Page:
Own a copy of Black’s Law Dictionary. This is not for your significant other, in case he/she loses their copy. He/she does not lose anything. No, this is so you can figure out what the hell it means when the law student says, “It’s unconscionable that I would have to do the dishes two nights in a row!” Or when you ask what’s wrong with your sex life and you get the response “res ipsa loquitur.”
Practice not rolling your eyes and gagging when your significant other mentions Supreme Court justices with a familiarity usually reserved for golfing buddies or a whacky uncle. Examples: “Of course Stevens would say that! Classic Stevens!” or “Scalia be tripping!”
Start to enjoy watching Law and Order. While you will rarely get to watch televised entertainment with your significant other (he/she will mostly be reading or drinking or both), if you do, it will probably be L&O or another one hour legal procedural. So if you have an aversion to Sam Waterston, or you dread having that theme song stuck in your head, tough luck. This tip also extends to L&O: LA, L&O: SVU, or any other spin-off currently on the air, streaming, in reruns, or available on DVD.
Start to enjoy “watching” Law and Order. While you will watch Law and Order, you will not be able to actually watch it. Yes, you will see it on your screen but it will be accompanied by a non-stop live commentary track provided by your boyfriend or girlfriend on what the show gets right but mostly what it gets wrong. Nod reverently and occasionally remark about how interesting this all is while thinking to yourself that if the law student talks like this through American Idol, you will stab them.
When arguing, give up. There is no use trying to debate the law student on anything. Even if you’re totally and utterly in the right (especially if you are), the law student will use everything in their power to ruin you, even if it means simply waiting out the debate as long as humanly possible and making the same point over and over. It’s best to roll up in a ball on the ground and be still, like when confronted by a bear, until they stop talking.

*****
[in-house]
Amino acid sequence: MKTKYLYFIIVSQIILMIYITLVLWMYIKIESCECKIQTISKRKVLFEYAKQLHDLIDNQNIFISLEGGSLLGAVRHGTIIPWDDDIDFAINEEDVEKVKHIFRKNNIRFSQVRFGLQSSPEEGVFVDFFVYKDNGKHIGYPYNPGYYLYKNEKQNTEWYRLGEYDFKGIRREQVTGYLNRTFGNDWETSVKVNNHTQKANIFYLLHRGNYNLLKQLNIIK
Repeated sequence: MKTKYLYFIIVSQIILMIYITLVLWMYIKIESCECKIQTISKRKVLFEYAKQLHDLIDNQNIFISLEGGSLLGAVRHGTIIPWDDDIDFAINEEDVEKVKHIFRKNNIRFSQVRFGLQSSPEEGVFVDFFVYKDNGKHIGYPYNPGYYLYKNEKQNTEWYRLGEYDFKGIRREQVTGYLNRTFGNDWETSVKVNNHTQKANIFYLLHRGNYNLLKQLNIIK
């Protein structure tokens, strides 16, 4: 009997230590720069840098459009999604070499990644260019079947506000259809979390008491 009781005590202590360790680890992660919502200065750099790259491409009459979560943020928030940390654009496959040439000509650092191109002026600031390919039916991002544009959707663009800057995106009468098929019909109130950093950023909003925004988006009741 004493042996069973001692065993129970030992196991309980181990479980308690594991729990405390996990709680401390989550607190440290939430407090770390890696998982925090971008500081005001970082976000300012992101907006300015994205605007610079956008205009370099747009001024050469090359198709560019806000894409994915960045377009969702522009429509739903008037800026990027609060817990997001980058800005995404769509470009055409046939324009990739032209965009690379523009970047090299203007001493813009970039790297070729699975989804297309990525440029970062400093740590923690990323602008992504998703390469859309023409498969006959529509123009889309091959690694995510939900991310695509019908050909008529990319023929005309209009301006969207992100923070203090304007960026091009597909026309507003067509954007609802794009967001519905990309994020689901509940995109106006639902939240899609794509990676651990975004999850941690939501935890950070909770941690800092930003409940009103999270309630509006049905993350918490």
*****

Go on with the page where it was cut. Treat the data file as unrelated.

Develop a drinking habit. According to the ABA, 15 to 20 percent of lawyers suffer from alcoholism or substance abuse. Law students, always the precocious bunch, start early — before they’re actually attorneys. Drink alongside your guy/gal and you will grow closer as you both destroy your livers. Marvel at their ability to be up bright and early to head toward the library after a serious night of partying while you wallow on the couch, icepack on face, crying and proclaiming you will never drink again.
Don’t get jealous of the professors. When your partner talks about their Wills and Trusts professor like an 11-year-old girl swooning over Justin Bieber, ignore it. Law students develop intense, sometimes inexplicable crushes on their professors who wield so much power and control over their lives. It’s very Stockholm syndrome. When you eventually meet said professor, try not to mention that you don’t get what all the fuss is about this doughy, middle aged man who looks like a semi-famous character actor whose name you can’t place. This will avoid a heated, impassioned debate. See above.
Allow them at least one tear inducing, nervous breakdown a month. Maybe two. Law students exist within a cauldron of pressure and competition. They’re type-A, anal retentive types pitted against other type-A, anal retentive types amidst an unstable, contracting, and unforgiving legal market. In short, shit gets real. So intense freak outs should be allowed or even encouraged to exorcise the crazy away. This will benefit the both of you, and your partner will be forever grateful. After all, you should cut the law student some slack. They’re only human. They’re not lawyers yet.